New Years Resolution: Read Several Drafts of a Business contract Before You Sign
We have finally made it to the end of 2020, and 2021 promises to be a new beginning with new opportunities. An identifying characteristic of successful entrepreneurs is that they see challenges as opportunities; when they see a need, they find a way to meet it. It is too soon to know what they are, but new business trends will rise from the ashes of 2020, which has been disastrous for so many industries. Maybe you are at the vanguard of one of those business trends. Perhaps you and your business partners know just what our screen-weary eyes need. The world is as eager to see your great idea as you are to show it, but before your business launches, get all of the terms of the agreement in writing. Ask your prospective partners if a certain clause means what you interpreted it to mean; if their verbal explanation doesn’t match the written text, amend the text, then discuss it verbally, and so on. Nothing can sink a business venture faster than misunderstandings about the role and rights of each of the partners. If you are launching a business venture in an emerging industry, contact a business law attorney.
The Medical Cannabis Dispensary That Tanked Because of a Hazy Partnership Agreement
In 2014, Maryland started accepting applications for permits to open medical cannabis dispensaries, and Blair Stutzman attempted to apply for a license with two men with whom his primary care physician had connected him, namely Ahmad Mines and Marcus McKay. Stutzman offered to put up most of the capital for the applications and other startup costs, while Mines and McKay would do most of the work of preparing the applications. Stutzman’s plan was that, once the application process was complete, he would sell the company to another investor with more experience in the medical cannabis industry. Stutzman offered Mines and McKay one third of the net profits from the dispensary, no equity and no voting rights. The parties would later dispute whether Stutzman had meant that he get two thirds of the profits while Mines and McKay shared the other third, or whether the three men would split the proceeds evenly.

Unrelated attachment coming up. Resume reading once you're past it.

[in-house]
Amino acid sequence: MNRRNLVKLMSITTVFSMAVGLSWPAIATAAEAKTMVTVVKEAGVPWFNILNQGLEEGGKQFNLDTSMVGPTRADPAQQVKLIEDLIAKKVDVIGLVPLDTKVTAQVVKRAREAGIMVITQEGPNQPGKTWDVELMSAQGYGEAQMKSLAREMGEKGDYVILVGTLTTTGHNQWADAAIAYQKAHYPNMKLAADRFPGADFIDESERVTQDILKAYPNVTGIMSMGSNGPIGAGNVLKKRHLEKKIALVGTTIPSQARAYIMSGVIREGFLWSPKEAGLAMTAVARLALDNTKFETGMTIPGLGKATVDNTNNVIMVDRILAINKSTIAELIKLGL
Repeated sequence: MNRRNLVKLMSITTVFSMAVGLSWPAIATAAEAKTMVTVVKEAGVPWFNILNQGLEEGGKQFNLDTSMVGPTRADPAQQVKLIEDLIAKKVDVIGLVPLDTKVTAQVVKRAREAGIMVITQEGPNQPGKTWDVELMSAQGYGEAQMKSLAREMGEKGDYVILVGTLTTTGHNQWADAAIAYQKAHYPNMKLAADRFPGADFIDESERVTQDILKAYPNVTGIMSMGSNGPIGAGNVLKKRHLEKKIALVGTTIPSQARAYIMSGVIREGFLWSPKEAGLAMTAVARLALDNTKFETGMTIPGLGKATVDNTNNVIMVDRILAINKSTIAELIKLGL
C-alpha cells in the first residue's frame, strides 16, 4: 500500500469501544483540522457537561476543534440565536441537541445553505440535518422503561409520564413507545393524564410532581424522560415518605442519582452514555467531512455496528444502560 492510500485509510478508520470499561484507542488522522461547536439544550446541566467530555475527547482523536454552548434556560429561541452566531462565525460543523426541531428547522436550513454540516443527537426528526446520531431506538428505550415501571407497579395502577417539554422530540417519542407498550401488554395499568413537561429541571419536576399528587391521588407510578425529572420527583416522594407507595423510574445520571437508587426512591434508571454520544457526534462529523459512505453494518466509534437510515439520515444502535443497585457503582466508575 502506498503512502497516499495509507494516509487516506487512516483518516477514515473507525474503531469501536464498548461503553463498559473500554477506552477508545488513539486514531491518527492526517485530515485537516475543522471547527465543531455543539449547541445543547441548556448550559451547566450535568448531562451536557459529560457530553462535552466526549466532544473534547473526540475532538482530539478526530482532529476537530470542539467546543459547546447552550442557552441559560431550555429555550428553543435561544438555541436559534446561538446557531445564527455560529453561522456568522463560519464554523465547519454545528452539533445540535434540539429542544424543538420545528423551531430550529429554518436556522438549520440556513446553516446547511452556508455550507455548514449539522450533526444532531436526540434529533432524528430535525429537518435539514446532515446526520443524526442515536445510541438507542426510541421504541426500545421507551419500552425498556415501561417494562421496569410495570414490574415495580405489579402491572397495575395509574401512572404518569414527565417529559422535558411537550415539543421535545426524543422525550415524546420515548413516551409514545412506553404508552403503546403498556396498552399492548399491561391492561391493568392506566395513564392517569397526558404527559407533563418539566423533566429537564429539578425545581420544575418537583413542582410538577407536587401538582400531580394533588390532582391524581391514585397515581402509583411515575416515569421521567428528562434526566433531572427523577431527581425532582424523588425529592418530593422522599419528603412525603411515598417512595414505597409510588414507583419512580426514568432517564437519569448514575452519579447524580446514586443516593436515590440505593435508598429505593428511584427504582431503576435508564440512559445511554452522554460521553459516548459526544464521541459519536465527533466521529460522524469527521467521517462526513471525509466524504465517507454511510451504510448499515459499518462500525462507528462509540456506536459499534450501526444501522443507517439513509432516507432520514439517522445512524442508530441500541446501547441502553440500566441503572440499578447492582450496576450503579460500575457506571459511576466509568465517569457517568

The parties disagreed, or misunderstood each other, about several other issues as well, but the trouble really began in December 2016, when the application got approved. Stutzman tried to oust Mines as a partner in the company, but Mines refused. Mines and McKay then sent Stutzman a certified check for an amount of just over $20,000 (an amount he had previously requested from them) with a letter rescinding their partnership agreement. Stutzman returned the check and rejected the offer to rescind. The case went to trial and then to the appeals court, which noted in its decision that Stutzman’s testimony was inconsistent and self-contradictory, and therefore not credible. It remanded the case to the trial court.
Let Us Help You Today
When you are starting a new business partnership, you can never work too closely with a Washington DC small business law attorney. Contact Tobin, O’Connor & Ewing for a consultation.